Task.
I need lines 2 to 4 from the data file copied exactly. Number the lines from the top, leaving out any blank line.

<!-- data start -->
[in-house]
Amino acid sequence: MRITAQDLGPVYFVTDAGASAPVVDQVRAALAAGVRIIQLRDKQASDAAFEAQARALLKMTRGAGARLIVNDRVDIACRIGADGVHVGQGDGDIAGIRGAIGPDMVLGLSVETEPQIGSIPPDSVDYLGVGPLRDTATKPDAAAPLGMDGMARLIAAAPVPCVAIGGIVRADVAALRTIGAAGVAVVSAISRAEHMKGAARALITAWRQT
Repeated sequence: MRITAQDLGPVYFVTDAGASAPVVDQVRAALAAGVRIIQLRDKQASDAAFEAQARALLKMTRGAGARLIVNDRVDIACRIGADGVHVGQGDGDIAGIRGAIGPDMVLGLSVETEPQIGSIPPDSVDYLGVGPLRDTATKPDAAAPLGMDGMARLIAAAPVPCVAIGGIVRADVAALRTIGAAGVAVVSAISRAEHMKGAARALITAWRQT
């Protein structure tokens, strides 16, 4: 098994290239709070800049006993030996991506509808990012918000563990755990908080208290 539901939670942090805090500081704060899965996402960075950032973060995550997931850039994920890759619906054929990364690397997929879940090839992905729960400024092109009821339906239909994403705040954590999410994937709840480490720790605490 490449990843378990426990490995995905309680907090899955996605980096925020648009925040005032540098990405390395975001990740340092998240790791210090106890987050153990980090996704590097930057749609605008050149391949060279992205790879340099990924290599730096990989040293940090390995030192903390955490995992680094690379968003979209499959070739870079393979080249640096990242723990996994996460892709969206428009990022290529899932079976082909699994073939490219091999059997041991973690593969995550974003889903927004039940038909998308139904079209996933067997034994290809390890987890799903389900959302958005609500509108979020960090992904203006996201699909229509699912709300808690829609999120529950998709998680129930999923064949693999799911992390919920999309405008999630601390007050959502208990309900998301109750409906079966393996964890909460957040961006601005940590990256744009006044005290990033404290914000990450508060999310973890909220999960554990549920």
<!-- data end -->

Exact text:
Amino acid sequence: MRITAQDLGPVYFVTDAGASAPVVDQVRAALAAGVRIIQLRDKQASDAAFEAQARALLKMTRGAGARLIVNDRVDIACRIGADGVHVGQGDGDIAGIRGAIGPDMVLGLSVETEPQIGSIPPDSVDYLGVGPLRDTATKPDAAAPLGMDGMARLIAAAPVPCVAIGGIVRADVAALRTIGAAGVAVVSAISRAEHMKGAARALITAWRQT
Repeated sequence: MRITAQDLGPVYFVTDAGASAPVVDQVRAALAAGVRIIQLRDKQASDAAFEAQARALLKMTRGAGARLIVNDRVDIACRIGADGVHVGQGDGDIAGIRGAIGPDMVLGLSVETEPQIGSIPPDSVDYLGVGPLRDTATKPDAAAPLGMDGMARLIAAAPVPCVAIGGIVRADVAALRTIGAAGVAVVSAISRAEHMKGAARALITAWRQT
């Protein structure tokens, strides 16, 4: 098994290239709070800049006993030996991506509808990012918000563990755990908080208290 539901939670942090805090500081704060899965996402960075950032973060995550997931850039994920890759619906054929990364690397997929879940090839992905729960400024092109009821339906239909994403705040954590999410994937709840480490720790605490 490449990843378990426990490995995905309680907090899955996605980096925020648009925040005032540098990405390395975001990740340092998240790791210090106890987050153990980090996704590097930057749609605008050149391949060279992205790879340099990924290599730096990989040293940090390995030192903390955490995992680094690379968003979209499959070739870079393979080249640096990242723990996994996460892709969206428009990022290529899932079976082909699994073939490219091999059997041991973690593969995550974003889903927004039940038909998308139904079209996933067997034994290809390890987890799903389900959302958005609500509108979020960090992904203006996201699909229509699912709300808690829609999120529950998709998680129930999923064949693999799911992390919920999309405008999630601390007050959502208990309900998301109750409906079966393996964890909460957040961006601005940590990256744009006044005290990033404290914000990450508060999310973890909220999960554990549920």